Decom fund will leave lasting ‘legacy’, Wheelhouse says

Scottish energy minister Paul Wheelhouse with newly-appointed CEO of Decom North Sea John Warrender at Aberdeen harbour.
Scottish energy minister Paul Wheelhouse with newly-appointed CEO of Decom North Sea John Warrender at Aberdeen harbour.

Scotland’s economy will benefit from the “legacy value” left by investments in port infrastructure, the country’s energy minister said yesterday.

Paul Wheelhouse said better facilities would help the Scottish supply chain secure a bigger share of the North Sea oil and gas decommissioning market.

And he said more work would follow when the time comes to remove renewable energy equipment from the sea, including wind turbines and wave power generators.

Mr Wheelhouse was in Aberdeen to launch the third round of the Scottish Government’s Decommissioning Challenge Fund (DCF).

First Minister Nicola Sturgeon launched the DCF in February 2017 with the intention of improving ports and supporting innovative salvage and transport methods.

Grants worth £4.8 million were dished out to support various projects last year, and a further £5m will now be made available for the third round.

Mr Wheelhouse acknowledged that most of the projects supported by the DCF have been onshore-based.

Onshore recycling and disposal is expected to account for only a very small proportion of decommissioning expenditure. Well plugging and abandonment is the most expensive aspect.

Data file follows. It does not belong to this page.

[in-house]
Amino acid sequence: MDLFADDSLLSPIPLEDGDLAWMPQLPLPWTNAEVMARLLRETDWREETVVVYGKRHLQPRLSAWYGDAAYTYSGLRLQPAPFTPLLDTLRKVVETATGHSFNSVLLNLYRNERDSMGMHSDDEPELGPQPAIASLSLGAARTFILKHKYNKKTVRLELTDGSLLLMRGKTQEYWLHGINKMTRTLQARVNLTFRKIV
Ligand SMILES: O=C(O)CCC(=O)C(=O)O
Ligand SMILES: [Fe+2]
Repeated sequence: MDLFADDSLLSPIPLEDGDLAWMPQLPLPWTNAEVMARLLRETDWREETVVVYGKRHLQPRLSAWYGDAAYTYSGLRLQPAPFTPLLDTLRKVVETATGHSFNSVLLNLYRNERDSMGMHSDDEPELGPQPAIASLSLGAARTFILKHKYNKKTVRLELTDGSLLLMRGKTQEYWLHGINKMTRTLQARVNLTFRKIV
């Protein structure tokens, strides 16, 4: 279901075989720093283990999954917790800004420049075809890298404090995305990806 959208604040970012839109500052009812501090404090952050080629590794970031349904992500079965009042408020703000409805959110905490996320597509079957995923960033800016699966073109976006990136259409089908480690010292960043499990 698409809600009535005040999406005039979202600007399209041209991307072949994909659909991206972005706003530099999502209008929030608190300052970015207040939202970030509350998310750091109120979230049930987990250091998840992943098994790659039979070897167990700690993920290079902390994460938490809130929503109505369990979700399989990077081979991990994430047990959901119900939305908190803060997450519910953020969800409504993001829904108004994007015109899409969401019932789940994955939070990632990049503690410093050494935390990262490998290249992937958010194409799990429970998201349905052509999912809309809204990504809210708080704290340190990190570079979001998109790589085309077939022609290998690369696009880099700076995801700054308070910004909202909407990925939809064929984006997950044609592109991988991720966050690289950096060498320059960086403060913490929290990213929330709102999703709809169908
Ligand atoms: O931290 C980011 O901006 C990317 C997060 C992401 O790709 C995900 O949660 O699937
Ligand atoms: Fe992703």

But Mr Wheelhouse insisted that it was worth using public funds to help create a supply chain which can export its expertise across the globe, and to prepare ports for renewable energy decommissioning.

And he said £5m should not be viewed as a “barrier”, as the government has flexibility to go beyond that amount.

Industry bodies welcomed the Scottish Government’s decision to pump another £5 million into the country’s decommissioning infrastructure.

About £17 billion will be spent on UK North Sea decommissioning through to 2025 and the government wants to help the domestic supply chain take advantage.

John Warrender, Decom North Sea’s new chief executive, said offshore dismantling was a “large prize” and that Scotland had to develop its capabilities.

Mr Warrender said the first two rounds of funding from the Decommissioning Challenge Fund had been “highly valuable” to industry.

He also expects the volume of credible applications for grants to increase as more enterprises become aware of the initiative.

Mr Warrender acknowledged that a “wide range of views” exist regarding the decommissioning sector’s ability to generate employment.

But he said it was worth investing appropriate amounts of money to secure work and jobs.

Oil and Gas UK supply chain director Matt Abraham said: “This fresh round of funding has the potential to bolster the supply chain’s reputation and open new opportunities in emerging markets.

“Our message to the supply chain is to realise this opportunity with both hands and help establish the UK plc as a leader in this area.”

The deadline for submitting funding applications is September 28, 2018.

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